Beauty by way of simplicity courtesy of the Modern Motorcycle Company

modern motorcycle bike exif

Our friends at BikeExif are very much in the know when the subject is two-wheeled machinery. Their latest find is a true stunner, and it comes by way of the Modern Motorcycle Company located in Melbourne, Australia. The look of the this custom Yamaha XS650 is simple yet it’s also rather stunning at the same time. The owner of the bike turned to Christian Condo and his MMCC team to create this classic looker, and I’d say they nailed the styling.

Head over to BikeExif.com to learn more about the bike and for a whole lot more photos.

[Source: BikeExif | Image: BikeExif]

10 Comments

  1. i like the bike, but i have to disagree with its creator on his views on modern motorbikes:
    “By the mid 20th Century, motorcycles had evolved to a point where they were reliable and functional, but still humble and elegant … made of honest materials with a spirit of simplicity and ingenuity. Since then they’ve become increasingly plastic, angular, over-decorated and over-engineered.”
    i don't disagree that simplicity is nice, but motorcycles today are faster and better in jsut about every quantifiable way than older ones. a carburetor is an elegant design, but when you have the brute power of a computer measuring and adjusting thousands of times per second you can get better performance, and the power to do that is cheap as chips in 2013.
    the fairings, the fuel injection, the fat tires and fancy materials, they all have a purpose. maybe that purpose isn't in line with the needs of most motorcyclists, but they are improvements, not frivolity. i'm not saying there's no place for a motorcycle that looks or works like this one, but i cannot advocate the abandonment of progress.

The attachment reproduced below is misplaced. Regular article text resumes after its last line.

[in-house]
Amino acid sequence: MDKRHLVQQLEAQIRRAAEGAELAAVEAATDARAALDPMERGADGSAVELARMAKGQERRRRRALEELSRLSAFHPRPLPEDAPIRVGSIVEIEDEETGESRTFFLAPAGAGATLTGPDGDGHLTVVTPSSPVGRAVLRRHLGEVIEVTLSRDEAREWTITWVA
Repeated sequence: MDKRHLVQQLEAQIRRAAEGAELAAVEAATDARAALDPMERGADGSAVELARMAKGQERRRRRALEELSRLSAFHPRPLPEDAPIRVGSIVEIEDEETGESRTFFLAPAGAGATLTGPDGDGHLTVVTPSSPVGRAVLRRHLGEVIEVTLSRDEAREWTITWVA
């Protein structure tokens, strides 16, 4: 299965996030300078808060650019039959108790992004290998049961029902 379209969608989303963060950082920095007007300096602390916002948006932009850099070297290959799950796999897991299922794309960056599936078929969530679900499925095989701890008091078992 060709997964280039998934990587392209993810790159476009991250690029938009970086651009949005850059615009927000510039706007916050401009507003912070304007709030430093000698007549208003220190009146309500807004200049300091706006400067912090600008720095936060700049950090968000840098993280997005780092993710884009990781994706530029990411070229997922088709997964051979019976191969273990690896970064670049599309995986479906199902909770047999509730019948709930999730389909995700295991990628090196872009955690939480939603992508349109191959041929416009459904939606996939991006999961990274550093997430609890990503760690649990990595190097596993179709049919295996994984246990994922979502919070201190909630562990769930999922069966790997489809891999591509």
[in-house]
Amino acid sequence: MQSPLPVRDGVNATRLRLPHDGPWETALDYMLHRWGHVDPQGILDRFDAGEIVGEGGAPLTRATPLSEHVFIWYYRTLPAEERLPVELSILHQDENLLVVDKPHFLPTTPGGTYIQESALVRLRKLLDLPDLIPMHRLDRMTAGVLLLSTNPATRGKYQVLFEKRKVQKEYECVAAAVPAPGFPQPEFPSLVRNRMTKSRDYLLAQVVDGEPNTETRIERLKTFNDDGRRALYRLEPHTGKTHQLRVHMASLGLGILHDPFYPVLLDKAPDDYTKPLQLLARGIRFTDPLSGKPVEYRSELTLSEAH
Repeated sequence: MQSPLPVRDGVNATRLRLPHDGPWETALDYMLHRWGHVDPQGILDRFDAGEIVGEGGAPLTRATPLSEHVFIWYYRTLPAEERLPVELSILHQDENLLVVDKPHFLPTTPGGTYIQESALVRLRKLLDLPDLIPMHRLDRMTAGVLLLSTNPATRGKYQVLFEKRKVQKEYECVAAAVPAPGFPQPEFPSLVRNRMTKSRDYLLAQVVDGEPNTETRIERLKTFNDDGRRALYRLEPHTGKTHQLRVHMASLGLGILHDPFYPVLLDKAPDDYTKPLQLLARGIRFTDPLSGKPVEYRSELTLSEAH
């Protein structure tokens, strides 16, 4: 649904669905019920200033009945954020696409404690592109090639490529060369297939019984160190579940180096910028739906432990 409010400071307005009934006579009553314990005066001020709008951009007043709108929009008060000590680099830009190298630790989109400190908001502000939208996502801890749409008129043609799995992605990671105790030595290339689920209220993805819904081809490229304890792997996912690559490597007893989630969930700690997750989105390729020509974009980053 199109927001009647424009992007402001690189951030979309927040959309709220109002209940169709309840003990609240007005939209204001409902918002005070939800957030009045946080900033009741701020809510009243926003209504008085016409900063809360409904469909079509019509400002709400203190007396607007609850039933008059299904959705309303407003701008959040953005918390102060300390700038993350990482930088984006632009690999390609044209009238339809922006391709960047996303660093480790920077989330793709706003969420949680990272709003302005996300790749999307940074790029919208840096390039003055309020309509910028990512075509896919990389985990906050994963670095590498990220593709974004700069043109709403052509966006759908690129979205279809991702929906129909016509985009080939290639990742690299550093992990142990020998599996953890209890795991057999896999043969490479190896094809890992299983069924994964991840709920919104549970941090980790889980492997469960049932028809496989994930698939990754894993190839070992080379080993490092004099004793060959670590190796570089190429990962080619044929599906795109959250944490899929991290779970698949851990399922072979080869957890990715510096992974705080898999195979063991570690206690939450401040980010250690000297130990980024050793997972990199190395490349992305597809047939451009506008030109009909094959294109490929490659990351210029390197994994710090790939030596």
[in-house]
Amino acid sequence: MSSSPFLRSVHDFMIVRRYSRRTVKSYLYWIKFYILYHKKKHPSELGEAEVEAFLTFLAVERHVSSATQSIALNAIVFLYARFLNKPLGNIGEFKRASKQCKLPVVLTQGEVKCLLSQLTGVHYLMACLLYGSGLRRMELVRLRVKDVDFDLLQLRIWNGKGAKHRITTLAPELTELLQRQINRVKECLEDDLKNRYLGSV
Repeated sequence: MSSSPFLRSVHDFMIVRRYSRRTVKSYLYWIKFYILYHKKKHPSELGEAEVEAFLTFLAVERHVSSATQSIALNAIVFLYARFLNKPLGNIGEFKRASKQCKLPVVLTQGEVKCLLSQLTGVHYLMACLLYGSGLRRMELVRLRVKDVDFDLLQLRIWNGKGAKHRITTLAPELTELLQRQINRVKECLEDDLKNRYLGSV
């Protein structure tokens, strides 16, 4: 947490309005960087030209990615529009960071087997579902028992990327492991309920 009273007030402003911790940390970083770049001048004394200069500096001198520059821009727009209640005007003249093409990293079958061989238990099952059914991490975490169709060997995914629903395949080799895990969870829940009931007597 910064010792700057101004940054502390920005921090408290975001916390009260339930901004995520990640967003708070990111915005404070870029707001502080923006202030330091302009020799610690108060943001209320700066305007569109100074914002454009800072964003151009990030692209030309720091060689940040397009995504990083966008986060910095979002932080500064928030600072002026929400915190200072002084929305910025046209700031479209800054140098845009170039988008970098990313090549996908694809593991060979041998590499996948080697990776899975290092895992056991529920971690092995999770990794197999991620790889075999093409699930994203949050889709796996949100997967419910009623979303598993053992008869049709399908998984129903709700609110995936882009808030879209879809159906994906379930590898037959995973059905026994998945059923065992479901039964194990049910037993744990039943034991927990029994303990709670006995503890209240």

a caveat – i don't ride. the most i can say is that i've worked with motorcycle engines before.

  2. Where do I start?
    – straight pipes
    – pipe wrap
    – plank seat
    – handgrips almost lower than the tank
    – Amal Concentrics (on a Japanese bike?)
    – pod filters
    – no front fender
    – repop Firestones…
    …what a steaming pile of hipster.

  3. Go ahead, try to find an unmolested XS650. With the longest production run of any motorcycle (or so I'm told, '68-'85) the "Bike that killed Triumph" has in recent decades gone from being the go-to bike for any new rider or poor 20something in need of a cheap, disposable UJM (I had three in the late '90s, I only paid $100 for the second one 'cause it had a title, the other two were thrown away by previous owners, I sold the lot to another guy with too many XS650s for $300) to being the go-to bike for amateur bobbers, choppers cafe posers and other folks in need of a cheap disposable UJM to being no longer cheap. Typical up-marketing; it happens to bad neighborhoods, it happened to the Hot-Rod scene so long ago no one remembers deuce coupes lying in scrapyards like cord wood.
    There's still a bobbed XS650 in my garage (with Schwinn handlebars, welded-on vice grips and lawnmower parts and a plank for a seat), though it belongs to Honey Bunny, who inherited it when a her brother couldn't ride it anymore. They had both bought XS650s, independently of one another, as first bikes in the '80s.

  4. It's not the worst thing I've ever seen. At least the quality of workmanship is good. Maybe this bike was completely trashed and junkyard-bound and this is a genuine improvement over the alternative.
    But I lament the poor UJM spirit that once inhabited this machine, before it was banished by the bobber demon.
    /pours gasoline out on the floor

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